Ali Wong and Randall Park teamed up to write and star in “Always Be My Maybe” (ABMM), an adored romantic comedy that has been cherished by many. The film focuses on the love between two childhood friends, Sasha and Marcus, who have not seen each other in fifteen years. While Park stars as Marcus, his younger counterpart is played by 13-year-old Emerson Min.
Min began acting when his mother, who is a director, put him in one of her short films. Ever since then Min has fallen in love with the craft, pursuing his passion to appear in commercials at the age of 6 and then recently transitioning into doing film and TV. Min has had to balance school, auditions and filming for the majority of his life.
“Always Be My Maybe” was a joy for Min to be a part of. He loved working with the cast and being among such comedic legends such as Wong, Park and Keanu Reeves. Min learned a lot through being on set, especially playing Marcus who was a character that he found very relatable. According to Min, Park wrote the character to be a balance of traditional and charismatic.
“A lot of things in the movie are in Korean traditions, like taking off your shoes when you come in the house or eating Korean food as a family,” Min says. “Also, the food[s] we ate in the movie were some of my favorites. Kimchi jjigae is an example of one of my favorite Korean dishes.”
Through filming, Min also learned that his father had a preexisting friendship, through golfing, with Daniel Dae Kim, who plays Sasha’s status-obsessed manager turned ex-boyfriend.
With the spike in the number of Asian roles, it is certainly an exciting time to be a young Asian American actor in Hollywood. However, that doesn’t mean there isn’t room for improvement.
“I hope more roles can come to Asian actors, not just because it’s an Asian role, but because an Asian [actors] can do a variety of characters,” Min says regarding Asian Americans in entertainment.
For Min, filming “Always Be My Maybe” was one of the first times he worked with a cast that was almost all Asian.
“Everyone was generous and funny, even making Asian jokes at lunch. It was as if I was with my family. I felt I could be more myself,” Min says.
Experiencing this, he yearns to work more with Ashan actors because of the special connection between each other, creating a certain chemistry between the cast that is reflected on the screen. The growing diversity of roles offered to Asians is something that keeps Min optimistic and eager to continue acting.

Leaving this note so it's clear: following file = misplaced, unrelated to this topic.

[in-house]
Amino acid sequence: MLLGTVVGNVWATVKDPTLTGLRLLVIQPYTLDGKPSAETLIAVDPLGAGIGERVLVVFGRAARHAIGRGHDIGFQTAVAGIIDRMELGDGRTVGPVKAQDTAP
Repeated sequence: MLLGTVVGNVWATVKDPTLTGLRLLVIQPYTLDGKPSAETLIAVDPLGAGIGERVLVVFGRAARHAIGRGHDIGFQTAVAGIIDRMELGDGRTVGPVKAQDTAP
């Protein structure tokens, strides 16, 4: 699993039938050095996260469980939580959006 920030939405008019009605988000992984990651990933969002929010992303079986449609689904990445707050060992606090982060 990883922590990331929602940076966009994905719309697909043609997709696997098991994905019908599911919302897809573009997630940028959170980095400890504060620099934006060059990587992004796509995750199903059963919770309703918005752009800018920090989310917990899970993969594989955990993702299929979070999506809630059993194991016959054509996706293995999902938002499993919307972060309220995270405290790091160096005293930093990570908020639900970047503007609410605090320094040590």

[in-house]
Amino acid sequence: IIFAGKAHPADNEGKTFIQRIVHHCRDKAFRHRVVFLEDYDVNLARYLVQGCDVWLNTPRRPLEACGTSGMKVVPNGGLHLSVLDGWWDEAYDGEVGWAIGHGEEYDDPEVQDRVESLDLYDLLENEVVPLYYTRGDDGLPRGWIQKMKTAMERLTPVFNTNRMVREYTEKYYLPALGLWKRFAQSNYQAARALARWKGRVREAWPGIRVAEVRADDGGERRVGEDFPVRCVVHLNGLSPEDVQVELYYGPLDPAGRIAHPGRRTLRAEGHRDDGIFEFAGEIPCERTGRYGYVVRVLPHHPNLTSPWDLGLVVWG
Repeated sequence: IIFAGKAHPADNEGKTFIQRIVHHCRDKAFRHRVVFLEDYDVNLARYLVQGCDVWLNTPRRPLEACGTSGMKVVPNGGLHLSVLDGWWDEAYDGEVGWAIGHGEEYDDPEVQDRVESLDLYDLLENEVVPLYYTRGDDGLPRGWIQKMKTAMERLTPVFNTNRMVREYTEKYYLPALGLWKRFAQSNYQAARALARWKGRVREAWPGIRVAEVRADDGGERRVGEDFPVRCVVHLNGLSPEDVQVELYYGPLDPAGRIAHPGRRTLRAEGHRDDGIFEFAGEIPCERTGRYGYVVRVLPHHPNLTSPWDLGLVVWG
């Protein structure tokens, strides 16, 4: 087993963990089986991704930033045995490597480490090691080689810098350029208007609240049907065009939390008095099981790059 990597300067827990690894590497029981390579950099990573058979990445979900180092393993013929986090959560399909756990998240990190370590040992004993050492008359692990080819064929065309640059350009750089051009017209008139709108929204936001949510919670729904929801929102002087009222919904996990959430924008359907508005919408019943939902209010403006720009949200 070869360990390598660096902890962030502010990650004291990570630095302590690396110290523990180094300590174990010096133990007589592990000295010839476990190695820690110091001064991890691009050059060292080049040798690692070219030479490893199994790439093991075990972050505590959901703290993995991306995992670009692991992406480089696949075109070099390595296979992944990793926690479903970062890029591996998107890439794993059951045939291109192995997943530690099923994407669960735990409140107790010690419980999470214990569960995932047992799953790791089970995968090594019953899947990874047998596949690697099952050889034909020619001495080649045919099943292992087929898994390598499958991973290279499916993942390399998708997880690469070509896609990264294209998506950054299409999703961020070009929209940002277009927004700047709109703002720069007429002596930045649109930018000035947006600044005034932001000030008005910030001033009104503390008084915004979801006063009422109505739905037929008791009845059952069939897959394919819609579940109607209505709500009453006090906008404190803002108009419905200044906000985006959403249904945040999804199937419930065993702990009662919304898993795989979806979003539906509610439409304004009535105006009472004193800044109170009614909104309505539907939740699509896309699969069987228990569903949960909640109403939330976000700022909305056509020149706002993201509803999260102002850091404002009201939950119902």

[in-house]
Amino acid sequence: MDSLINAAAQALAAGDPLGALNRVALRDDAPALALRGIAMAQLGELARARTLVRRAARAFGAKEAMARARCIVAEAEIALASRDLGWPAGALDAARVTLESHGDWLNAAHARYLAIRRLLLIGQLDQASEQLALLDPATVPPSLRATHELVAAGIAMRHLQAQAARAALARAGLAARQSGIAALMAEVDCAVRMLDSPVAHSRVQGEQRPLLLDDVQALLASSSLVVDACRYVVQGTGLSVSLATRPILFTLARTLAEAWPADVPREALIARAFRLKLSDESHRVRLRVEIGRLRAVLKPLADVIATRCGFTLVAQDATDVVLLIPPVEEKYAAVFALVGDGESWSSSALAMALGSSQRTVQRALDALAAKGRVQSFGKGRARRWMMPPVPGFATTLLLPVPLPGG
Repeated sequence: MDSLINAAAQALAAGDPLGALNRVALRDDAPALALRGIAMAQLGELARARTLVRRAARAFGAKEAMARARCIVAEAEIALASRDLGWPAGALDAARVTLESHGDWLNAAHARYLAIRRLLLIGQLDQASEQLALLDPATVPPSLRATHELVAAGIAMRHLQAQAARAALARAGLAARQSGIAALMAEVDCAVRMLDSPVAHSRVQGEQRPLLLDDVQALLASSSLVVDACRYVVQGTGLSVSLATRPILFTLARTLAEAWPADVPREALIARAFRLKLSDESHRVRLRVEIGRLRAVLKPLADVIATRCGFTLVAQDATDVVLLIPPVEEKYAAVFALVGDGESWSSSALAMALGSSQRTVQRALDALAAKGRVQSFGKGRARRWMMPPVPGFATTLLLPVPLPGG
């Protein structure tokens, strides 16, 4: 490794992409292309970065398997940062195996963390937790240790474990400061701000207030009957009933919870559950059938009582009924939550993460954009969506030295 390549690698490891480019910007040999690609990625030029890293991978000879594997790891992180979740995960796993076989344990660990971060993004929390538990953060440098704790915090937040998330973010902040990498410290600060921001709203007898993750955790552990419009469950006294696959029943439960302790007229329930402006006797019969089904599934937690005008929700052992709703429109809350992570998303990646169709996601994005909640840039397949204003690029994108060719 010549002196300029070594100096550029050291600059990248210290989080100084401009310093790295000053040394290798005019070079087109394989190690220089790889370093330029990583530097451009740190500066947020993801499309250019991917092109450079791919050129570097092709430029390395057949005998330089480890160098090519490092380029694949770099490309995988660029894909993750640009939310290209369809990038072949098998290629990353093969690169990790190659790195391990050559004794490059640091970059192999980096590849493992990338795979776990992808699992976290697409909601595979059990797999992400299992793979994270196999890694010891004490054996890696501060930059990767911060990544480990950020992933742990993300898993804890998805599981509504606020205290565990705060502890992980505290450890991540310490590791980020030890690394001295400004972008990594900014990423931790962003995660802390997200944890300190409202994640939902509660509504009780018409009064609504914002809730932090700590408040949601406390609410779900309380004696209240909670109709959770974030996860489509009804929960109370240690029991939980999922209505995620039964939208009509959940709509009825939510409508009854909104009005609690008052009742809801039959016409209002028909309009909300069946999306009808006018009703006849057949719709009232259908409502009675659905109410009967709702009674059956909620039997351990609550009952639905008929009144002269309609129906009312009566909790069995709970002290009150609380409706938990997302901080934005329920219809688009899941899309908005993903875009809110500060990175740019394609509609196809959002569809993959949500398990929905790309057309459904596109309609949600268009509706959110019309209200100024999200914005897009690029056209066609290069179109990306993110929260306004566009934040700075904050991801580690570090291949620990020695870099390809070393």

Aside from ABMM, he plays the recurring character Mason on the ABC show “Black-ish.” Min plays Mason whom he describes as a “funny, happy, and [a] sometimes awkward kid.” He also is aware of what the show means to the greater narrative of diversity in Hollywood.
“I feel privileged to be an Asian representative on a show. ‘Black-ish’ puts forth its narrative from the perspective of people who have been usually sidelined in the mainstream industry,” Min states. To him, “Black-ish” is a perfect example of a show that has great comedic timing while still addressing serious contemporary issues. On top of it all, he is also a huge fan of his fellow castmates who love to crack jokes together on set.
Fortunately for Min, his family has been supportive of his artistic career. He is particularly grateful for his family because Min recognizes how hard it is to be an actor. For him, one of the hardest parts of acting is getting so close to booking a role but missing out, usually due to something out of his control.
“There have been so many close opportunities in my career that I lost. It’s devastating especially when it comes down to just two. But my family has always been there to support me, encourage me to keep going, and not let the downs get to you,” Min states. He has learned that the hardest part to acting isn’t about how talented you are, “it’s about how fast you can get right back up after disappointment, and I am glad to have my family by my side in times like these.”
There is something about artists that make us fall in love with them — but there is something even more endearing about child actors that makes us love them more. Whether it was the Oslen twins on “Full House,” the Dunphy siblings from “Modern Family” or the trio of brothers on “Fresh Off the Boat,” there is a unique quality to actors we get to see grow up on screen: Min is no exception. In the future Min hopes to do more roles in comedy and drama — two genres he says he “can never get enough of.” He also wishes for more roles that let him be part of rounded representation of Asian Americans. For now, catch Min in “Always Be My Maybe” on Netflix and on ABC’s “Black-ish.”
Keep up to date with Emerson Min on Instagram.